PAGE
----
Defying the world, Iran revealed today it has begun converting a second batch of uranium into gas, a step that brings it closer to producing the enriched uranium used in either nuclear reactors or bombs.
The European Union, with US support, has been calling on Iran to halt conversion since August, when Britain, France and Germany broke off negotiations with the country after it announced it had re-started converting uranium “yellowcake” into gas, a process necessary for actual enrichment.
Next Thursday, the UN nuclear watchdog is to consider whether to refer Iran to the Security Council for possible sanctions. Member states of the International Atomic Energy Agency are expected to review Iran’s conduct since September, when the body passed a resolution that called on the country to halt conversion and placed it one step from referral to the Security Council.
Concerns over Iran’s programme were likely to deepen after the IAEA reported today that Iran received designs from the black market network that show how to cast fissile material into a spherical form. Diplomats close to the agency said it could indicate a design for the core of a nuclear warhead.
Iranian officials could not immediately be reached for comment. The IAEA report said Iran told the agency it had not asked for the designs but was given then by a black market network that sold it other equipment.
Some 5,000 hard-line student supporters of the nuclear programme demonstrated today outside the plant Iran has built to carry out enrichment, denouncing international pressure on Iran and warning the government “not to trust” the West in negotiations.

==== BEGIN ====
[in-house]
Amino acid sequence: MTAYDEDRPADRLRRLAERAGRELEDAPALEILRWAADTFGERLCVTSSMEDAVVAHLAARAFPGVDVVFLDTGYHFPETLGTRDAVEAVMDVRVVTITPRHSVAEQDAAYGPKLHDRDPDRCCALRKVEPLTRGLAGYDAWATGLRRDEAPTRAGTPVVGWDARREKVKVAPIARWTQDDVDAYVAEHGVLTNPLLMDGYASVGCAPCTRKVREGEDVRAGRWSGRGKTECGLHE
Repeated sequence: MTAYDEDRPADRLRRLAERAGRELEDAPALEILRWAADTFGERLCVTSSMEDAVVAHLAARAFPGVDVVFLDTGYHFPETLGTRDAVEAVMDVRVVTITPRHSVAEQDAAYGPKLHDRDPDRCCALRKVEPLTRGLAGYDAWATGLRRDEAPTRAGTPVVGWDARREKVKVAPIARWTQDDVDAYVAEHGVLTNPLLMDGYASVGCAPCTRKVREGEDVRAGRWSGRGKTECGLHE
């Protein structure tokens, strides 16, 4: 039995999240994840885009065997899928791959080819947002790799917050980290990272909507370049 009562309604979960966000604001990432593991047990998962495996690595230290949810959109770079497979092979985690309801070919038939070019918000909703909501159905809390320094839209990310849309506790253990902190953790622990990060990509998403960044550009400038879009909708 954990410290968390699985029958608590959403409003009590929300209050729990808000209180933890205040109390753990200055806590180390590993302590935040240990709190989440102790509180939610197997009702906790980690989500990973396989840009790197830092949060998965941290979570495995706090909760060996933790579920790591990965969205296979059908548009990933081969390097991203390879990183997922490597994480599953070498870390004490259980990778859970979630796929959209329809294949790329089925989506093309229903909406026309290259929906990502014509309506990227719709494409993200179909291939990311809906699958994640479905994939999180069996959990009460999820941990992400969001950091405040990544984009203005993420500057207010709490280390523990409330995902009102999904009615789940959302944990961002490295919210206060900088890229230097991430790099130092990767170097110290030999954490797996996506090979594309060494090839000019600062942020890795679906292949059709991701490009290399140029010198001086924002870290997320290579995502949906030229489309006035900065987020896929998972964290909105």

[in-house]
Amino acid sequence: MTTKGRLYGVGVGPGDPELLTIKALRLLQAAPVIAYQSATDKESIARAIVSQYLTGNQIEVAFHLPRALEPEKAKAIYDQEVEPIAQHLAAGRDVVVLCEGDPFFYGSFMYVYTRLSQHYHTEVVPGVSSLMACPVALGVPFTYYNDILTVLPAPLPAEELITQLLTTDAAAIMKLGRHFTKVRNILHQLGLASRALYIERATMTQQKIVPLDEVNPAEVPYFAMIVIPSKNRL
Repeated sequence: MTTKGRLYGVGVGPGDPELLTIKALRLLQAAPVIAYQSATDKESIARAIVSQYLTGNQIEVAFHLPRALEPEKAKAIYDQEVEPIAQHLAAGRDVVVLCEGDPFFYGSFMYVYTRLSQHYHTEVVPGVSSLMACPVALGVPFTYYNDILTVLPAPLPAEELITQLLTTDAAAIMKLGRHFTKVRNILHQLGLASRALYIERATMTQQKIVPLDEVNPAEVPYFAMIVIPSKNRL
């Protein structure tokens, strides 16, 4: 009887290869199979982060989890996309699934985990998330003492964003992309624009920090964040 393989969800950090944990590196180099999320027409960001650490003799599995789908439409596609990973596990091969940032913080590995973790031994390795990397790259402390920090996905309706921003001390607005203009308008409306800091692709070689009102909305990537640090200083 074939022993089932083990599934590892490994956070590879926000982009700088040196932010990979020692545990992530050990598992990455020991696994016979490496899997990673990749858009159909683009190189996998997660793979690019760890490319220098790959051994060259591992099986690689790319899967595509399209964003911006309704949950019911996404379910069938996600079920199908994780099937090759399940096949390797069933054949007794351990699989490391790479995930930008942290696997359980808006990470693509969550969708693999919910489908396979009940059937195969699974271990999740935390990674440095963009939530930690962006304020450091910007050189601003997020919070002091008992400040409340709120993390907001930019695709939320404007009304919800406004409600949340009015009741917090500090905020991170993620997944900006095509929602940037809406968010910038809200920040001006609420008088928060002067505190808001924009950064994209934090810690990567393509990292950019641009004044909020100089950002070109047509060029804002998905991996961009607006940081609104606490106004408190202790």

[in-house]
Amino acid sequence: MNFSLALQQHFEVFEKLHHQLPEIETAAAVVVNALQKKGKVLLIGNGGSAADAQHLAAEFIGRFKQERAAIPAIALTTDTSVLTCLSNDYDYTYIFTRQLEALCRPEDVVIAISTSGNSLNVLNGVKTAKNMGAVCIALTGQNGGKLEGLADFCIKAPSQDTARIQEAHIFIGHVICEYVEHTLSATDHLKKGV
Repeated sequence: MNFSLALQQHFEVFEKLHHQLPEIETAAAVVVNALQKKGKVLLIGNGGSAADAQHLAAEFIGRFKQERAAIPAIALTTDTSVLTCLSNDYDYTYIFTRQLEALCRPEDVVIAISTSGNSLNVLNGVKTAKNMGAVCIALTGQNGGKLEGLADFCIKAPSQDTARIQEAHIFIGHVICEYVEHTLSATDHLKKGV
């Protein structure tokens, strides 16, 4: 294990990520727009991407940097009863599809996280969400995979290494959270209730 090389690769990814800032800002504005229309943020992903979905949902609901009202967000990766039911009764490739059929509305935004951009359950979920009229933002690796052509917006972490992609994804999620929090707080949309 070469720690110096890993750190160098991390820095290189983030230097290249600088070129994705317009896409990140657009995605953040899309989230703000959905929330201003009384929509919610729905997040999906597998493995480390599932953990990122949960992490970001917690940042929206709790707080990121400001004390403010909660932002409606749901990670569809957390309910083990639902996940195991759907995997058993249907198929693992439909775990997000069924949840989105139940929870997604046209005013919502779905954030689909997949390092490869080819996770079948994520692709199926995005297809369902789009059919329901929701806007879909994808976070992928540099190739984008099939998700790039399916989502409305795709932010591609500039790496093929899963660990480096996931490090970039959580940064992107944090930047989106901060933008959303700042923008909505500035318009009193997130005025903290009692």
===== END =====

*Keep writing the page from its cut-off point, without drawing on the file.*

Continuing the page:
The students, including supporters of the Baseej militia that enforces Islamic rules on the streets, joined hands in a chain outside the plant in the central town of Natanz.
The process of uranium conversion takes place at another facility, located outside the southern city of Isfahan.
Iran’s top nuclear negotiator, Ali Larijani, was asked by state TV whether the country had started converting into gas a second batch of uranium, as it had planned to do at Isfahan.
“This job is done and the plant is continuing its activity,” Larijani said in an interview recorded late yesterday and broadcast today. He added Iran had informed the IAEA of the development.
Larijani also said Iran had refused IAEA inspectors access to a military site at Lavisan, on the northeastern outskirts of Tehran, during their visit in late October.
“To visit some places, the inspectors’ wish is not sufficient. They cannot force Iran to allow a visit to any place, particularly in military areas,” Larijani said.
Last month, Iran allowed IAEA inspectors to visit a military site at Parchin, southeast of Tehran. Larijani did not explain why Parchin could be visited but not Lavisan.
Critics of Iran’s nuclear programme, such as the United States, suspect the military has played a role in the country’s nuclear development as part of a covert plan to produce nuclear bombs. Iran denies such ambitions, saying its nuclear programme is strictly for the generation of electricity.
A report of the International Atomic Energy Agency, that was prepared for next week’s meeting, says Iran has improved its co-operation with the world body, but there “remain issues to be resolved” concerning the Iranian military’s role in the nuclear programme and the country’s secret enrichment activities between 1995 and 2002.
The confidential report, which The Associated Press in Vienna saw today, said inspectors had been refused entry to Lavisan. It also said greater Iranian transparency was “indispensable and overdue” as the agency tried to determine whether the military had run a secret nuclear programme parallel to the civilian one.
Larijani reiterated in the TV interview that Iran was ready to resume negotiations with its three European counterparts.
“Iran’s position was positive, but Europe stopped the negotiations,” he said. Britain, France and Germany have insisted on Iran’s freezing conversion before negotiations resume.